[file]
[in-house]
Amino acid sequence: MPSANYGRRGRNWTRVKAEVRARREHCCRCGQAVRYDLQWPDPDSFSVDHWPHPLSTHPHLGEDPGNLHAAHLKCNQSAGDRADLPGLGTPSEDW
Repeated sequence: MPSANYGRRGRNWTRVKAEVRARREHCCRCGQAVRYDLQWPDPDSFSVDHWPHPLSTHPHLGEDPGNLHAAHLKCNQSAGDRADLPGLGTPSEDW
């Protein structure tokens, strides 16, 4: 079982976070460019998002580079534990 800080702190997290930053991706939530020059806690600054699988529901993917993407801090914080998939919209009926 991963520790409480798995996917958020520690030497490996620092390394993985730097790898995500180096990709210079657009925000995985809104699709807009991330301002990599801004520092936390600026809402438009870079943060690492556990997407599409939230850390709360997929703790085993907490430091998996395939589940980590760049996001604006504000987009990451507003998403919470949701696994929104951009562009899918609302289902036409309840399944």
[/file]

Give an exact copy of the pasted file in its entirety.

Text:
[in-house]
Amino acid sequence: MPSANYGRRGRNWTRVKAEVRARREHCCRCGQAVRYDLQWPDPDSFSVDHWPHPLSTHPHLGEDPGNLHAAHLKCNQSAGDRADLPGLGTPSEDW
Repeated sequence: MPSANYGRRGRNWTRVKAEVRARREHCCRCGQAVRYDLQWPDPDSFSVDHWPHPLSTHPHLGEDPGNLHAAHLKCNQSAGDRADLPGLGTPSEDW
């Protein structure tokens, strides 16, 4: 079982976070460019998002580079534990 800080702190997290930053991706939530020059806690600054699988529901993917993407801090914080998939919209009926 991963520790409480798995996917958020520690030497490996620092390394993985730097790898995500180096990709210079657009925000995985809104699709807009991330301002990599801004520092936390600026809402438009870079943060690492556990997407599409939230850390709360997929703790085993907490430091998996395939589940980590760049996001604006504000987009990451507003998403919470949701696994929104951009562009899918609302289902036409309840399944």